I started becoming aware of the neighbor’s tics and tocks as he traveled up and down our street.  Sometimes he has these outbursts — profanity laced tirades — that can be heard from inside our home.  On occasion, there are shouting matches that take place in front of his house.  He yells that they’ll be sorry — all of them.  He talks and gestures to invisible companions in an agitated manner.  Fists raised and wagging.

I soon realized that our neighbor has a mental illness.

And, that’s all I know.  I don’t know his first name or last.  I don’t know whether he really knows any KKK Grand Wizards or clansmen or if he has a white hood in his closet.   I don’t know if he hates blacks and gays and Jews.  I don’t know where he works or what he does.  I don’t know if he takes medication or is supposed to and just doesn’t.  I don’t know who he lives with.  Or, if he was ever married.  Or, ever fell in love.  If someone was ever sweet and tender with him.

I see his soft, rounded features and immediately think that he has had a hard life.  That life was so hard and brutal that it beat its fists against him until any sharp spots or angles were forcefully transformed into curves and half circles.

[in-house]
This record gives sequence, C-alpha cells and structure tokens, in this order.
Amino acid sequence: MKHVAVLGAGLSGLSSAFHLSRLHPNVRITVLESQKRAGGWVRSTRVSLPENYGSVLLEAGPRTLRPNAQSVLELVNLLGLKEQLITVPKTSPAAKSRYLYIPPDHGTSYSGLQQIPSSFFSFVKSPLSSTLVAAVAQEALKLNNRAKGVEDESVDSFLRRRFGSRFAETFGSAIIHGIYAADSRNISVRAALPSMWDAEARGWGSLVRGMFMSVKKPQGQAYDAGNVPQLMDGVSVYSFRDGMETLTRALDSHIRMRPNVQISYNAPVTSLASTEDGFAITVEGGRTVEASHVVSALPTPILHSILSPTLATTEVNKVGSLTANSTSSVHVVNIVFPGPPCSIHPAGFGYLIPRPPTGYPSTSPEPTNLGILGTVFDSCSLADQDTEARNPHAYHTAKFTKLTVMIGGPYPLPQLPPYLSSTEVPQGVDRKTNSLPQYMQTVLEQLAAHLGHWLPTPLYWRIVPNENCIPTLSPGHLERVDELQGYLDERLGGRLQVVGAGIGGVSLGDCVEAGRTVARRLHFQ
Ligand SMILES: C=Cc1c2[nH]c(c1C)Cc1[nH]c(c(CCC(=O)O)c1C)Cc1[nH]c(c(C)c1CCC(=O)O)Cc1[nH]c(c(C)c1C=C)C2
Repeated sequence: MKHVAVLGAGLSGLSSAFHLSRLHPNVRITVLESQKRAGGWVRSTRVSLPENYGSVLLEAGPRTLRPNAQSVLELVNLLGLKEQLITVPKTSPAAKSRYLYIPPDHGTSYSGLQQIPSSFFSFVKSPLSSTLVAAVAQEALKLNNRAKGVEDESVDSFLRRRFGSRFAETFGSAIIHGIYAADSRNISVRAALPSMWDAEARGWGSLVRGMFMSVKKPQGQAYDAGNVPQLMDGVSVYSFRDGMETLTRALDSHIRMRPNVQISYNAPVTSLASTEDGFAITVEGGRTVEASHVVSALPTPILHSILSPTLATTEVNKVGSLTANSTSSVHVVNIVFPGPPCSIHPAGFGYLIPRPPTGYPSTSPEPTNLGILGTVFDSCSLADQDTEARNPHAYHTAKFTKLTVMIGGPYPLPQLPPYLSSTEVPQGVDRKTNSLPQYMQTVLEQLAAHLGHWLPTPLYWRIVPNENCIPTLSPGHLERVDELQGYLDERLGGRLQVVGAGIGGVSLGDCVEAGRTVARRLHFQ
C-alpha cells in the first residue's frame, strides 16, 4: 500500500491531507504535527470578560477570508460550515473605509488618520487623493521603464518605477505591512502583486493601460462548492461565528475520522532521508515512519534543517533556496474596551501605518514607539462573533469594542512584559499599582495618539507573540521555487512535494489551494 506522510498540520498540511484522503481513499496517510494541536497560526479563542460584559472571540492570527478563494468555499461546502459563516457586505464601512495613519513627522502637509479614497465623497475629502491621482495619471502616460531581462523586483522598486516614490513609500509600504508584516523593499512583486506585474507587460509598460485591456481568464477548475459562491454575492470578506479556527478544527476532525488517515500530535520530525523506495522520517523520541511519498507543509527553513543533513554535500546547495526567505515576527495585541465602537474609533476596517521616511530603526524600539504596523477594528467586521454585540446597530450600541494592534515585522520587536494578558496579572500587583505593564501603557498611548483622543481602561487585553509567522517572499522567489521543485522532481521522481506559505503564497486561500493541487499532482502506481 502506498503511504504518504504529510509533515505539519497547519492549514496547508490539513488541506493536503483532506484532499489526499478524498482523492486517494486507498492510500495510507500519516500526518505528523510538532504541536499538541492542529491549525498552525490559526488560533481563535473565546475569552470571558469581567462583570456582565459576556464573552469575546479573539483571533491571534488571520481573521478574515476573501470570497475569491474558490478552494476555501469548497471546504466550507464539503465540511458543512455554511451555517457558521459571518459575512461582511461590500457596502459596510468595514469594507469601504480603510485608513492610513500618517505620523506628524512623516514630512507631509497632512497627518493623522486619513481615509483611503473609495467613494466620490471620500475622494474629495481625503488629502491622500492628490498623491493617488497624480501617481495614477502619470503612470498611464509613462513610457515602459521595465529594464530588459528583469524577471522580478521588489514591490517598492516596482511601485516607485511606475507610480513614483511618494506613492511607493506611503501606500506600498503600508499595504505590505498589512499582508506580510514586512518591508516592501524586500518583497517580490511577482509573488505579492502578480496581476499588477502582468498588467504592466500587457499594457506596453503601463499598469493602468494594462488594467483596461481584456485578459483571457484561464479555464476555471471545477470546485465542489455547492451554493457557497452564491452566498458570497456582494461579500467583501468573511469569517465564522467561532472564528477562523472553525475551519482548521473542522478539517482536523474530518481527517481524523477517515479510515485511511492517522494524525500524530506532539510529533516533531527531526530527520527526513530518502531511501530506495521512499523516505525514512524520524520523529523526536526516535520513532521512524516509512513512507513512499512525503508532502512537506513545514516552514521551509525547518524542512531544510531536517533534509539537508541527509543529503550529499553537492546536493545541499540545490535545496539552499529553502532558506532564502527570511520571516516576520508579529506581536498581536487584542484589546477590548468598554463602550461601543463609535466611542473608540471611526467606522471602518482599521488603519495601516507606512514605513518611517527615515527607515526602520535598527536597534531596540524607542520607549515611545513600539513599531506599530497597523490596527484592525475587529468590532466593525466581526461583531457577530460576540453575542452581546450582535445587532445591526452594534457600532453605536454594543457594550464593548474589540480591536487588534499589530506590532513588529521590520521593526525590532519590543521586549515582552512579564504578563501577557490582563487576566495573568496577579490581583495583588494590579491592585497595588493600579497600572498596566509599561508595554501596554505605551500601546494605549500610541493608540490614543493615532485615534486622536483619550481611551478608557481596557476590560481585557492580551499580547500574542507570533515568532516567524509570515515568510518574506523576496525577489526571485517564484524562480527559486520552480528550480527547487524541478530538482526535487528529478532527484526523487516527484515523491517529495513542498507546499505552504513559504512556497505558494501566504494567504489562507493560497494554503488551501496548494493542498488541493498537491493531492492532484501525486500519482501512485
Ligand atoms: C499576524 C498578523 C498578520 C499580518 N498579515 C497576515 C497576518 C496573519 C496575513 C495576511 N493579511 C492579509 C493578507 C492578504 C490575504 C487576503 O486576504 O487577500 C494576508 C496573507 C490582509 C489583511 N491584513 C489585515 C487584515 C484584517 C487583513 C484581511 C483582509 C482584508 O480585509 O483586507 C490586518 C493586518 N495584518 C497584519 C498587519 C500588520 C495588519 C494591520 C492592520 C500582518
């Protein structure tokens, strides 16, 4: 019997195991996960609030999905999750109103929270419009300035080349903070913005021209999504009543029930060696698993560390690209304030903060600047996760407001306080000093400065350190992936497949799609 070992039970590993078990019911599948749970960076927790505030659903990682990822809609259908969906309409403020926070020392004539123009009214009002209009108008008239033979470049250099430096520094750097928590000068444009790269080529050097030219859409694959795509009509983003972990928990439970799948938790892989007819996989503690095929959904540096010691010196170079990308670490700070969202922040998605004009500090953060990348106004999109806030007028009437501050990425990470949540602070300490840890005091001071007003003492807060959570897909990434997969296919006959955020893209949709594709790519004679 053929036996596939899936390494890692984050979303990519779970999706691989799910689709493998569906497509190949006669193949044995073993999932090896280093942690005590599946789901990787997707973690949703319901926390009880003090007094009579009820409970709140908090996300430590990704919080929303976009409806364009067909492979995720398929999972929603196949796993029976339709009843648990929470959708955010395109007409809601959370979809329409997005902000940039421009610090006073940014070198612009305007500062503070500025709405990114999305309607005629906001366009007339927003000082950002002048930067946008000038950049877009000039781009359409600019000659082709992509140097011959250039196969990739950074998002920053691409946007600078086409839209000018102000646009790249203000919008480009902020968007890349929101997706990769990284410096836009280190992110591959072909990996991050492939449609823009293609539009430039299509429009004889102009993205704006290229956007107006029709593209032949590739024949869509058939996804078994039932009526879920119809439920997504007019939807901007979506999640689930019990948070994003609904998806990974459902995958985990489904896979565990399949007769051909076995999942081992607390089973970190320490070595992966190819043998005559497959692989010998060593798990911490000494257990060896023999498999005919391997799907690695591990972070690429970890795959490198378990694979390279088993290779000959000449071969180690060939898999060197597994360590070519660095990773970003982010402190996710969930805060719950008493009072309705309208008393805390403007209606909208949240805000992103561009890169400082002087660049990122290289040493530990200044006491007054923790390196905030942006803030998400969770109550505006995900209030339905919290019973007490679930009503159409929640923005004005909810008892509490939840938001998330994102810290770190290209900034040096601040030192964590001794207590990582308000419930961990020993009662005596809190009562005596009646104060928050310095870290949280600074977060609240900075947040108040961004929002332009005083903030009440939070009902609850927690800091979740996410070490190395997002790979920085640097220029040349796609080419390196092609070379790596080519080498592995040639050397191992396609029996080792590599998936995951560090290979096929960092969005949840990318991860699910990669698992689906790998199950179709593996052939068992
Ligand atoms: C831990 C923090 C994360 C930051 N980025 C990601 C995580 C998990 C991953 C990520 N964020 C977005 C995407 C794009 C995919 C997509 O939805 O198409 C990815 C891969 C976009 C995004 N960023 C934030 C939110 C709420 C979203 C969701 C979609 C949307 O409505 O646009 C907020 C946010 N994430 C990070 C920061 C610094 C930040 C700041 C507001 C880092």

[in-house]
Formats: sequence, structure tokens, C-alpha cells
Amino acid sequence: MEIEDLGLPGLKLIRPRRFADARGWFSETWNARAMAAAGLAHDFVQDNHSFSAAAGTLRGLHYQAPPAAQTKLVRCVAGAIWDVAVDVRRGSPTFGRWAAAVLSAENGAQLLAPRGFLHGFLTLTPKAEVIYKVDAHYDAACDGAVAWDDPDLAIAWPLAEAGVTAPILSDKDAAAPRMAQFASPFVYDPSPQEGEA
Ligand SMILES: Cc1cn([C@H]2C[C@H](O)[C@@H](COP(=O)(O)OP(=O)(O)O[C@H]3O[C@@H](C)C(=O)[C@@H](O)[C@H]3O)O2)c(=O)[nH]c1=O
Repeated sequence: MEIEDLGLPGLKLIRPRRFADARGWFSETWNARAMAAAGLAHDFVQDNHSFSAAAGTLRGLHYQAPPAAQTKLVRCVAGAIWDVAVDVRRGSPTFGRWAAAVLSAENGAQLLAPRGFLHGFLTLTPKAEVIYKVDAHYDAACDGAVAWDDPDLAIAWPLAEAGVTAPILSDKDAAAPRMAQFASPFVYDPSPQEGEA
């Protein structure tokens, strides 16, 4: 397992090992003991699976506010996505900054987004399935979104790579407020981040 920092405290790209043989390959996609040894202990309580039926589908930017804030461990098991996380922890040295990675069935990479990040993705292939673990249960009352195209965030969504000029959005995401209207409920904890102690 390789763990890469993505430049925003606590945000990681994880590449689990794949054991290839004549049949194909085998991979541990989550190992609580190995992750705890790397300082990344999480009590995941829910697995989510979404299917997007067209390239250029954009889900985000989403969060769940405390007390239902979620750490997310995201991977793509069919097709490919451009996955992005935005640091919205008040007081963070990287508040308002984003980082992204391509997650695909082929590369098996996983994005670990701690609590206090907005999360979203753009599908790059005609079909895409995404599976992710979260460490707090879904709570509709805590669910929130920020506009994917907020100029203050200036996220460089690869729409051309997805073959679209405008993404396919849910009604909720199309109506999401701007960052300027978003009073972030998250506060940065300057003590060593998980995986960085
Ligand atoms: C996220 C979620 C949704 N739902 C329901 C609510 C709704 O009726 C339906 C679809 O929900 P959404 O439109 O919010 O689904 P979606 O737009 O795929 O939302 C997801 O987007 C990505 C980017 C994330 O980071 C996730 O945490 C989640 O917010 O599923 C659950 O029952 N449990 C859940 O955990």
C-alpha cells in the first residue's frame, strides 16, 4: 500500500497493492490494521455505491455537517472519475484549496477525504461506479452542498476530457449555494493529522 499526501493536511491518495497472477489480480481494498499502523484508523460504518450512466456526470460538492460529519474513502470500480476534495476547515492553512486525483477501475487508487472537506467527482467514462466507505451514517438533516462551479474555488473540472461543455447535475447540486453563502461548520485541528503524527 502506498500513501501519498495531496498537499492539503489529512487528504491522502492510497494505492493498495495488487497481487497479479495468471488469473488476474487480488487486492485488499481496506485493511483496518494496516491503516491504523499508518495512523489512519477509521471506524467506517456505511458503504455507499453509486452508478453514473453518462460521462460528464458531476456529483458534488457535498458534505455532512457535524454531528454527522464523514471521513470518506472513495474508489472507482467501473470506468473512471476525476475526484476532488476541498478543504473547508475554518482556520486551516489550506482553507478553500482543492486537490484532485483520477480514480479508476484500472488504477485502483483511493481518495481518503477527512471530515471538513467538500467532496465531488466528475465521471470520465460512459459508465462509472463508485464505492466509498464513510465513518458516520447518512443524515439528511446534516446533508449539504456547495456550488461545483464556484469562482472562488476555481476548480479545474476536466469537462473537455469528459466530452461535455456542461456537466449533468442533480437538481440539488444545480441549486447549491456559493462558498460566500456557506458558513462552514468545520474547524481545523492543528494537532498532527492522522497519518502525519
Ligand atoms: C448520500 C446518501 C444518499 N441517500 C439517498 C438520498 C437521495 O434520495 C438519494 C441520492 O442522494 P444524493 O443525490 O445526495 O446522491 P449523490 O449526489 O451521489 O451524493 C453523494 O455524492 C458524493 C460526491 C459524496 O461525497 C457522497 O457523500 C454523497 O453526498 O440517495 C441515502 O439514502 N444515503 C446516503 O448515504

I don’t know if this is true, but it’s what I believe.

As the years have passed, the neighbor still strikes up conversations with me.  And, I try my best to listen and respond appropriately.  I don’t avoid him as much as I used to.  He has never been aggressive, rude or threatening in my presence.

We mostly talk baseball. He knows the standings in each division to the half game.  He asks if I know who Johnnie B. Baker is.  (Answer: Dusty Baker, former Dodgers great and current manager of the Cincinnati Reds.)  He tells me his Orioles can’t let up with the play-offs on the horizon.  “Yep,” I say.

Sometimes he tells me about his “gals.”

He thought his newly acquired Lincoln would be a chick magnet of sorts.  All long and fancy and shiny and white.  A status symbol from a bygone era.

1975 Lincoln Continental Mark IV

He tells me about the gal that he has his eye on.  Someone that he knew from the old days.  And, another who waited on him last week.  I imagine someone like Flo with tall hair serving him hotcakes with a side of wise cracks and a snap of pink bubblegum.  That’s the kind of woman he would like.  Someone with some spark and spunk and a twinkle in her eye, even though they would get into heated, throw-the-plate-at-the-floor fights nearly every day of the week.

Florence Jean Castleberry

I often wonder if he realizes that I am a woman in men’s cargo shorts and Phillies T-shirts.  Sometimes I wait for him to punch me on the shoulder and give me a wink.  “You know how them gals can be,” I imagine him saying.

But it always comes back to baseball.  His beloved Orioles are surging, 3.5 games behind the dreaded Yankees.  My Phillies are in the tank.  “Maybe next year,” I tell him.  “You never know,” I add.

I go in the house and one of the kids asks who I was talking to.

“A friend,” I say.